• Large clots (two to three inches in diameter) and heavy bleeding are not normal. Call the office.


  • Fever postpartum could indicate infection in the breasts, urinary tract or uterus.
  • If fever greater than 100° F arises, call the office.

Sexual activity & contraception

  • This is something you will need to discuss with your physician. If you do not nurse, your period will probably begin in six to eight weeks after delivery.
  • The first period after delivery may be longer or shorter than your usual pattern.
  • If you are nursing, you may not menstruate for several months or for as long as breast feeding continues.
  • It is important for you to know that shortly after delivery, ovaries may resume normal function, which means you could get pregnant before you have a period. This is why it is extremely important for you to always use some type of contraception with intercourse (i.e. foam and condoms).
  • Your physician will discuss contraception methods with you upon discharge.

Cesarean Birth

Activity and Exercise

First week home:

Limit activity to the care of yourself and your baby.
NOTE: The help of friends or relatives certainly is beneficial the first week you are home.

Second week home:

You may cook and do dishes, but a rest period morning and afternoon is advisable. You also may begin exercising. 

Third week home:

  • Light housework.
  • You may climb up / down stairs, but should be limited
  • because it may cause fatigue.
  • Driving may be resumed.

NOTE: Cut back activities with discomfort and do not be alarmed if flow increases as activity does.

REMEMBER: It takes 6-8 weeks for the lining of the uterus to heal after delivery.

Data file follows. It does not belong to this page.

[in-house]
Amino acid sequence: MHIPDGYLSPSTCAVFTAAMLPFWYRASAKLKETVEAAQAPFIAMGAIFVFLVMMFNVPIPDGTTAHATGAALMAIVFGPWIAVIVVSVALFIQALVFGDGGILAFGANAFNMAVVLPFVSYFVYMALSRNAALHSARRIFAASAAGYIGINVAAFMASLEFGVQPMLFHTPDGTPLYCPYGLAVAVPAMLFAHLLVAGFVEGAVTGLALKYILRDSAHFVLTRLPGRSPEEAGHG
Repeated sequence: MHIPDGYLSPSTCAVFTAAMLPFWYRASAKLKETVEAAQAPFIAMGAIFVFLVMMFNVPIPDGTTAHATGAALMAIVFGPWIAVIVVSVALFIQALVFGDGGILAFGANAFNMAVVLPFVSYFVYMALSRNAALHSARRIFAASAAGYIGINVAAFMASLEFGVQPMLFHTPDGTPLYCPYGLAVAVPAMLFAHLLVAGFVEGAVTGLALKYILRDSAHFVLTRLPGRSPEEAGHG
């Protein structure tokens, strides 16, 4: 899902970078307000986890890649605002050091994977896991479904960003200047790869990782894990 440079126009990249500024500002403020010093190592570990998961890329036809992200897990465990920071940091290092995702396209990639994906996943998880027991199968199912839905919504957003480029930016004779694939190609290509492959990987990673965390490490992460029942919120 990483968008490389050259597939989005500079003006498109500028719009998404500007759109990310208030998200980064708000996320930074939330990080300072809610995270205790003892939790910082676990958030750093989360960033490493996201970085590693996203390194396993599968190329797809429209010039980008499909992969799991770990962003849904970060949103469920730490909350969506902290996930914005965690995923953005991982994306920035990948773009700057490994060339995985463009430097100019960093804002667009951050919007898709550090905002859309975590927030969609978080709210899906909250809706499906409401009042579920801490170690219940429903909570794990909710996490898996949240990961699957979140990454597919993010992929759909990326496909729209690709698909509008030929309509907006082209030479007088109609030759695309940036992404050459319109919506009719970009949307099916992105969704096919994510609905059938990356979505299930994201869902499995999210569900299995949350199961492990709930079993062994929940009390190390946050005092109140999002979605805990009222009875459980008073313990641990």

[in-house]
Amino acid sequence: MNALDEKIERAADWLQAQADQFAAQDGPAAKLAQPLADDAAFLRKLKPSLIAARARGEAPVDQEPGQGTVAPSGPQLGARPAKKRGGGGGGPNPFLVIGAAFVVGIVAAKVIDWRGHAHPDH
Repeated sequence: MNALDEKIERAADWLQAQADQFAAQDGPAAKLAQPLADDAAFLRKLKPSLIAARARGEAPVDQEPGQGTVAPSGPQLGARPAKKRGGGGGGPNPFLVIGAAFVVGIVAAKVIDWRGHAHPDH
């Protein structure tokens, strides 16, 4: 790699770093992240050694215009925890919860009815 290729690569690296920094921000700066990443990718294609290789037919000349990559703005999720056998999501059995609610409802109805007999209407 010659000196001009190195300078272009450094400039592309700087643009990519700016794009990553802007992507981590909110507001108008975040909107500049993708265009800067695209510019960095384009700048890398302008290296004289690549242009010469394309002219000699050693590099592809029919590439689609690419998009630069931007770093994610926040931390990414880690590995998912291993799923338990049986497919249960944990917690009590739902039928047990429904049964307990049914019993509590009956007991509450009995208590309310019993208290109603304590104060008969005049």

Fourth week home:

  • You should not be lifting heavy objects (greater than 25 pounds).
  • No intercourse at this time.

Incision Care

  • Instructed by nurse upon discharge.
  • Any increase in tenderness, redness or unusual color or drainage, call the office.
  • With normal healing of incision, you may experience some itching and/or numbness.

NOTE: Most employers expect you to be off six weeks postoperatively.


Prenatal vitamins: Daily if nursing or as directed by your physician.
NOTE: If blood count is good, one tablet daily is sufficient.

Pain medicine: You may take most pain medications safely, even if you are nursing. If antibiotics were administered in the hospital, you will need to complete the course of therapy at home.
NOTE: Be sure to take all the antibiotics prescribed so that infection will not occur.

Personal Hygiene

  • You may shower or tub bathe at home, but for the first three or four days at home, do not soak with water above the incision. You do not need to cover the incision while showering and you may wash it with soap and water. 
  • If strips of paper tape were left on the incision when you were discharged, they may be removed within 7-10 days.
  • Tampons should not be used for six weeks postpartum.

Treatment of Common Problems

  • If fever arises, call the office if greater than 100° F.
  • Bleeding heavier than a heavy menstrual period, call the office. 
  • A small amount of redness and discharge may occur from your incision, but larger areas of redness, increasing tenderness, excessive drainage, call the office.
  • Breast engorgement when not nursing. Firm, tender, red areas in the breasts represent infection; call the office.


Vaginal Birth - Be sure to call the office within a few days for an appointment to be seen in six weeks. If any problems arise, please call our office to determine if you should be seen sooner. 

Cesarean Birth - Be sure to call the office before leaving the hospital for an appointment to be seen as instructed by your physician.